concentrations and other affected economic activities. Sites should be rejected where there are severe pollution impacts to local communities from:
the sheer size of local population concentrations and the impact on human health
high levels of existing background pollution of the atmosphere and/or water, the existence of micro-climate conditions with frequent temperature inversions.
Displacement of existing population
Serious consideration must be given to the issues and practical problems involved with any relocation of population occupying the site. Where the clearance of existing settlements is involved it is necessary to investigate where such displaced persons will go. It may be that the removal of people will result in the unanticipated deterioration of the environment elsewhere, as the site users, particularly if they are squatters, find new sites.
Any resettlement should be done in accordance with proper standards. If displacement is on a large scale, a full environmental impact of the wider effects of resettlement on a new site will be necessary. If resettlement is likely to lead to increased densities and pressures on existing services in the immediate urban area, then provision must be made for infrastructure to meet the needs of such increased densities. The reader is referred to Chapter 3 of World Bank EIA Guidelines "Involuntary Resettlement and Induced Development" for a fuller discussion of the issues involved.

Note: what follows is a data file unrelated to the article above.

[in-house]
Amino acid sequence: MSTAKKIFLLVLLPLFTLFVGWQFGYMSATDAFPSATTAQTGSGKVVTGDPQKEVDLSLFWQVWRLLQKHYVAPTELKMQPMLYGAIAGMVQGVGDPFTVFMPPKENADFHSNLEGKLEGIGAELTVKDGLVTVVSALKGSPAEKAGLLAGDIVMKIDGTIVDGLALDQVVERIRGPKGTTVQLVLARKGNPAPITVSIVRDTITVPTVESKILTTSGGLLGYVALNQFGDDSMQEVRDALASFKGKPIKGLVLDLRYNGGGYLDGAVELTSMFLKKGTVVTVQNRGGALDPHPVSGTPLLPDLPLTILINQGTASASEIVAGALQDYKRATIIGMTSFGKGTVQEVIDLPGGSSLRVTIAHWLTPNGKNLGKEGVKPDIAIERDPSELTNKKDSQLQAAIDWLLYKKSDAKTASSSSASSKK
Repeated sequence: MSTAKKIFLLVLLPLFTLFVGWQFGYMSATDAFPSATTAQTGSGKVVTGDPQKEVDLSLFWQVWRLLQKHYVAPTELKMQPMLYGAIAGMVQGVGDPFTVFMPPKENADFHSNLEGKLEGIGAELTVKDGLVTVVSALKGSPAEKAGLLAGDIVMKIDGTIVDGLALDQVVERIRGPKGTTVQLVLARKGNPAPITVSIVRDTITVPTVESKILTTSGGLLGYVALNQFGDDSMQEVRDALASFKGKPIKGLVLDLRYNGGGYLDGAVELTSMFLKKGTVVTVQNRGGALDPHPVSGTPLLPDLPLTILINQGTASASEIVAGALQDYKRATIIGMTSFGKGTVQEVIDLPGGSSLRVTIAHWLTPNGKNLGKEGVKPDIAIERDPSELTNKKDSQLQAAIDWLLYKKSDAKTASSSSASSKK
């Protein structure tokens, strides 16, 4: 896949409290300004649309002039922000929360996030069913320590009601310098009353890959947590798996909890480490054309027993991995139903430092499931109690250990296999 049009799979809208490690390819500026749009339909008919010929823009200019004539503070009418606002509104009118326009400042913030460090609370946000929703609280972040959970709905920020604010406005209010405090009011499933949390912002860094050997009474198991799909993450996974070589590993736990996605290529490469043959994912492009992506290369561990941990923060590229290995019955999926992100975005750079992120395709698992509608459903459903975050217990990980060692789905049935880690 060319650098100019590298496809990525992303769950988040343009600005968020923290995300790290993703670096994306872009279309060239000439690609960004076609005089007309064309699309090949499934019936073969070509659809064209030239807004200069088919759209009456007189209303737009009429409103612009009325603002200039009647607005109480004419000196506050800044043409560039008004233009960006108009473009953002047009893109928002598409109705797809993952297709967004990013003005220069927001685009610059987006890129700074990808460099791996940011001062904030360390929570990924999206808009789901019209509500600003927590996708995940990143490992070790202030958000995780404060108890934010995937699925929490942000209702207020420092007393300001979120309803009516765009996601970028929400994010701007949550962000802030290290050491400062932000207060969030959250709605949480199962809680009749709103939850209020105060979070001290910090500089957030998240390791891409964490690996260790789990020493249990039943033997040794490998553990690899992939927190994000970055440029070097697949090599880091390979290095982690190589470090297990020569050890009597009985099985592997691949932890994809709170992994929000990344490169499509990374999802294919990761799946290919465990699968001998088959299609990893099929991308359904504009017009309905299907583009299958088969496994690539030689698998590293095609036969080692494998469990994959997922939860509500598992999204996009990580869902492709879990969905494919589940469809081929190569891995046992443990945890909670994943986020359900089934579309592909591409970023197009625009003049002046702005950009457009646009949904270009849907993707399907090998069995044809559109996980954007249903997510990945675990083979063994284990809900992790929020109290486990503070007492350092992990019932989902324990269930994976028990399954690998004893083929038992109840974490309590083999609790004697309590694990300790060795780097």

Destruction of resources of historic or cultural significance
Sites and areas of importance from an historic or cultural viewpoint need to be identified in the same way as is the case for sites in sensitive and critical areas. Significant sites such as those at Taxila and Mohenjo Daro should be fully protected and they should be particularly protected from any industrial emissions.
For some sites of historic and/or cultural value, it is may possible to set aside the land required to preserve the particular site and zone the land accordingly. The project design may then be adapted to include the historic or cultural resource.
Availability of existing infrastructure and services
The availability of existing services to the site must be investigated. Supply of water, gas and electricity may be deficient and transportation links may also be inadequate. The absence of institutions for communication and accident response may make hazard management impossible at a particular site. This may be particularly true when it is necessary to transport hazardous and explosive material through existing residential areas.
Water may be a constraint and if new water supply schemes are required to enable a new development to proceed, the costs and environmental impacts of the new water supply scheme must be investigated.
Mitigation needs the involvement of economic and physical planning authorities to ensure additional infrastructure and service requirements through Federal and Provincial programmes. Existing services should be upgraded where possible to avoid strain upon the existing user network. This will ensure that safety services are in place to cope with industrial accidents and to facilitate emergency response plans.
A set of criteria for site selection can be adopted bearing in mind some of the impacts and mitigation discussed above. It is recommended that the following locations are automatically avoided in the consideration of alternative sites for industrial estates:
prime agricultural land,